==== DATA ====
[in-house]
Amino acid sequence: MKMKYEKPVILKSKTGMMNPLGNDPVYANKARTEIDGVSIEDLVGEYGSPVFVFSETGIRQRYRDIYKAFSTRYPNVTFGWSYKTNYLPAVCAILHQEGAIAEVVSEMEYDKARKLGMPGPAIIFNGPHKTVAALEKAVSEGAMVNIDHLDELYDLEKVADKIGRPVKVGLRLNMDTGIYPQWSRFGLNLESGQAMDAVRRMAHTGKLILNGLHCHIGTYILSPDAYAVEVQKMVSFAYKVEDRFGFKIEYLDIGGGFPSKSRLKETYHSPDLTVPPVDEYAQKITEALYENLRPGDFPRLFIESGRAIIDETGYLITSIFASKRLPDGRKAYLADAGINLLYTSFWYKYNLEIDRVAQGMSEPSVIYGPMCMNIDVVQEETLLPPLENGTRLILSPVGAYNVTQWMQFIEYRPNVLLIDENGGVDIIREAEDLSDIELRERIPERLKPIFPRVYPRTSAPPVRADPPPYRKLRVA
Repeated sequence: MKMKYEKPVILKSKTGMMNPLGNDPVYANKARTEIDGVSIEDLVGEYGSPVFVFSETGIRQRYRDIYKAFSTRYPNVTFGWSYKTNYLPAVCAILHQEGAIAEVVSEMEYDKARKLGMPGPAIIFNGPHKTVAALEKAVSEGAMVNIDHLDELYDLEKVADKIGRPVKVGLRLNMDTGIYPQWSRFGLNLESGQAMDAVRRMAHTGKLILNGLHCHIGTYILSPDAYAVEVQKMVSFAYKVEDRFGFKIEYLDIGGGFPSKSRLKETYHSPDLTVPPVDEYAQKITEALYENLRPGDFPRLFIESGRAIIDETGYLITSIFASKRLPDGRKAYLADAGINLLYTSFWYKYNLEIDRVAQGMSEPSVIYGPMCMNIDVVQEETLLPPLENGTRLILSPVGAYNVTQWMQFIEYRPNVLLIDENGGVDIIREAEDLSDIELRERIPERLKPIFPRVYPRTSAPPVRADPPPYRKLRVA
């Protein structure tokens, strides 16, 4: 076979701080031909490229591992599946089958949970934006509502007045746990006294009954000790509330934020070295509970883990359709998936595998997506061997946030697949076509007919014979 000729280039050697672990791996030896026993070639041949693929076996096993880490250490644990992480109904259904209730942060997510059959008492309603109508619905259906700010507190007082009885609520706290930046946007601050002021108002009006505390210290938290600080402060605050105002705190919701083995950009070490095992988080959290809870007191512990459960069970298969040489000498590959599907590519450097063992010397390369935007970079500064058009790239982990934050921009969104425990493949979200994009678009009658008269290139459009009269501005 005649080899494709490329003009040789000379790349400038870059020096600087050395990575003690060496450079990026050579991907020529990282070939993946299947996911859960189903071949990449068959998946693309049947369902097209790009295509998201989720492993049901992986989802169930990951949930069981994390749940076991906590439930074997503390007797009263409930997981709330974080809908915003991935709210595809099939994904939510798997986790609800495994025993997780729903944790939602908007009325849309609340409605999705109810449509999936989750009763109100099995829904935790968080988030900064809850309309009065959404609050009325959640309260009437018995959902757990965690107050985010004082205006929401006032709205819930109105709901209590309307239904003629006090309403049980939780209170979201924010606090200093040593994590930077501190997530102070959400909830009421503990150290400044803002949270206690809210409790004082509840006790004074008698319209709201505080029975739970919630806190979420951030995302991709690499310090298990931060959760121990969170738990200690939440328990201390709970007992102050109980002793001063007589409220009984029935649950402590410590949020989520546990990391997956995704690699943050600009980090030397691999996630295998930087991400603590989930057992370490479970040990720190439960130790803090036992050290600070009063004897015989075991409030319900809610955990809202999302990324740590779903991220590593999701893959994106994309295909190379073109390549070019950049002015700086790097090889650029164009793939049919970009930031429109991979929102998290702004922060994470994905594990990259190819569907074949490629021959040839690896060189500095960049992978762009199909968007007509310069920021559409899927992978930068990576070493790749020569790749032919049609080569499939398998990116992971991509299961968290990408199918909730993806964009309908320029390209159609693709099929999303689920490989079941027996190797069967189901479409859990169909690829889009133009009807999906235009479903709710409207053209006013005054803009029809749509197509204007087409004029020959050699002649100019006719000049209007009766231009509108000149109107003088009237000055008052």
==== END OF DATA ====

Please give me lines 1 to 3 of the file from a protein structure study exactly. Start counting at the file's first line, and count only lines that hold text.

[in-house]
Amino acid sequence: MKMKYEKPVILKSKTGMMNPLGNDPVYANKARTEIDGVSIEDLVGEYGSPVFVFSETGIRQRYRDIYKAFSTRYPNVTFGWSYKTNYLPAVCAILHQEGAIAEVVSEMEYDKARKLGMPGPAIIFNGPHKTVAALEKAVSEGAMVNIDHLDELYDLEKVADKIGRPVKVGLRLNMDTGIYPQWSRFGLNLESGQAMDAVRRMAHTGKLILNGLHCHIGTYILSPDAYAVEVQKMVSFAYKVEDRFGFKIEYLDIGGGFPSKSRLKETYHSPDLTVPPVDEYAQKITEALYENLRPGDFPRLFIESGRAIIDETGYLITSIFASKRLPDGRKAYLADAGINLLYTSFWYKYNLEIDRVAQGMSEPSVIYGPMCMNIDVVQEETLLPPLENGTRLILSPVGAYNVTQWMQFIEYRPNVLLIDENGGVDIIREAEDLSDIELRERIPERLKPIFPRVYPRTSAPPVRADPPPYRKLRVA
Repeated sequence: MKMKYEKPVILKSKTGMMNPLGNDPVYANKARTEIDGVSIEDLVGEYGSPVFVFSETGIRQRYRDIYKAFSTRYPNVTFGWSYKTNYLPAVCAILHQEGAIAEVVSEMEYDKARKLGMPGPAIIFNGPHKTVAALEKAVSEGAMVNIDHLDELYDLEKVADKIGRPVKVGLRLNMDTGIYPQWSRFGLNLESGQAMDAVRRMAHTGKLILNGLHCHIGTYILSPDAYAVEVQKMVSFAYKVEDRFGFKIEYLDIGGGFPSKSRLKETYHSPDLTVPPVDEYAQKITEALYENLRPGDFPRLFIESGRAIIDETGYLITSIFASKRLPDGRKAYLADAGINLLYTSFWYKYNLEIDRVAQGMSEPSVIYGPMCMNIDVVQEETLLPPLENGTRLILSPVGAYNVTQWMQFIEYRPNVLLIDENGGVDIIREAEDLSDIELRERIPERLKPIFPRVYPRTSAPPVRADPPPYRKLRVA